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The South China Sea conflict - China vs the rest

  • As China further militarise the sea, the risks of conflict grow
  • China is pressing its claims over islands claimed by Vietnam, Philippines, Malaysia, Taiwan, Japan and Brunei. Some of them are being occupied by force

Manila, March 26.─ For years China has sought to divide and rule in the South China Sea. It worked hard to prevent the countries challenging it over some or all of its absurdly aggrandising territorial claims in the sea from ganging up against it. So when tensions with one rival claimant were high, it tended not to provoke others.

Not any more. In a kind of united-front policy in reverse, it now seems content to antagonise them all at the same time. This is both encouraging closer co-operation among neighbours and driving them closer to external powers including India, Australia, Japan and, above all, America.

The latest fight China has picked is with a country with which—unlike Brunei, Malaysia, the Philippines, Taiwan and Vietnam—it has no territorial dispute: Indonesia. 

On March 21st the chargé d’affaires at China’s embassy in Jakarta was hauled in to receive a stiff protest. A Chinese coastguard vessel had rammed free a Chinese fishing boat as it was towed into port after being caught allegedly fishing in Indonesian waters. The crew of eight was already in detention. In a similar incident three years ago, Indonesia released detained crew members when confronted by an armed “maritime law-enforcement” vessel belonging to China’s fisheries bureau.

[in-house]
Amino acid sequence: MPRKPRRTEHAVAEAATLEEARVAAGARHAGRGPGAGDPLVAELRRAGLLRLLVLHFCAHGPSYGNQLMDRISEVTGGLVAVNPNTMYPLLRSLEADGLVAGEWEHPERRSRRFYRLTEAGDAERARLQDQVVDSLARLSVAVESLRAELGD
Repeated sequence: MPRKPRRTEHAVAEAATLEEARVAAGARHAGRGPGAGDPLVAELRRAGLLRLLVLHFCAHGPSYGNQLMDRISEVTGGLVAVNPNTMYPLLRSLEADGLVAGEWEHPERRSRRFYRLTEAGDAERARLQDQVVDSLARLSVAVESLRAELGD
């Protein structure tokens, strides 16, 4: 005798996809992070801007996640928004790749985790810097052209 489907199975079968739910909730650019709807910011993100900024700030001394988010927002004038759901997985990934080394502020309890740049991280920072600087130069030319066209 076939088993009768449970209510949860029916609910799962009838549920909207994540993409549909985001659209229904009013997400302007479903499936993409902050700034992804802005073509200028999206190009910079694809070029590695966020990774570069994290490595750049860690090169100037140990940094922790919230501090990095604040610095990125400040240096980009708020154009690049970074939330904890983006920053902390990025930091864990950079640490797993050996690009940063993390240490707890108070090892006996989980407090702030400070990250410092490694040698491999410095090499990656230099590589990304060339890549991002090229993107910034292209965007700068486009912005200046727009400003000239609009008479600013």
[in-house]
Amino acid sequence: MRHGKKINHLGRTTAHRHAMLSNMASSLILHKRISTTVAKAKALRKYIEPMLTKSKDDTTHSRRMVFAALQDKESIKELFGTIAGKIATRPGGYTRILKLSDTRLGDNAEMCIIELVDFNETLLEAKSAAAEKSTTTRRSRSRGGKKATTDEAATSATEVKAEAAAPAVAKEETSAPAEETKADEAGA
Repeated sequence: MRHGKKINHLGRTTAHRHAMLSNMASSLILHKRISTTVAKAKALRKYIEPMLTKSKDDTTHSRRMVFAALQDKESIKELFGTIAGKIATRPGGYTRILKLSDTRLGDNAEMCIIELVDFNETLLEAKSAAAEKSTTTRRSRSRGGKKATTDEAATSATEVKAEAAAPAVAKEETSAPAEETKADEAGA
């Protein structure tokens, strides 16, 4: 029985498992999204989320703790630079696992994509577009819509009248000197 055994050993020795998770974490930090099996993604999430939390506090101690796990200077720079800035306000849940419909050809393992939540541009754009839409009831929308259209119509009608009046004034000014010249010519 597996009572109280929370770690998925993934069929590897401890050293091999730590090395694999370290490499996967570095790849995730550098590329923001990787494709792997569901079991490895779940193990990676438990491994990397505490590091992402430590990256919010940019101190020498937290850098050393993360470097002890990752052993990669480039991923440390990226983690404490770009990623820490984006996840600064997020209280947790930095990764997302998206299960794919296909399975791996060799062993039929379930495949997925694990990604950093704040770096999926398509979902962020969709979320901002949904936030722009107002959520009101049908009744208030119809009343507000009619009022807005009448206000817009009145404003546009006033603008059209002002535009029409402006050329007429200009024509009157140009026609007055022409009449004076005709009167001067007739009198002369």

Since that incident Indonesia has elected a new president, Joko Widodo, one of whose trumpeted policies has been to look after the interests of fishermen. To deter illegal interlopers, Indonesia now impounds and blows up foreign vessels caught poaching. In this case, it seems clear that the Chinese were in Indonesian waters. Indonesia claims that the boat was just four kilometres off the Natuna islands, well within Indonesia’s 12 nautical-mile territorial limit, let alone its 200-nautical-mile “exclusive economic zone” (EEZ).

China explicitly acknowledges Indonesian sovereignty over the Natunas. Yet instead of apologising, China’s foreign ministry demanded the fishermen’s release ...

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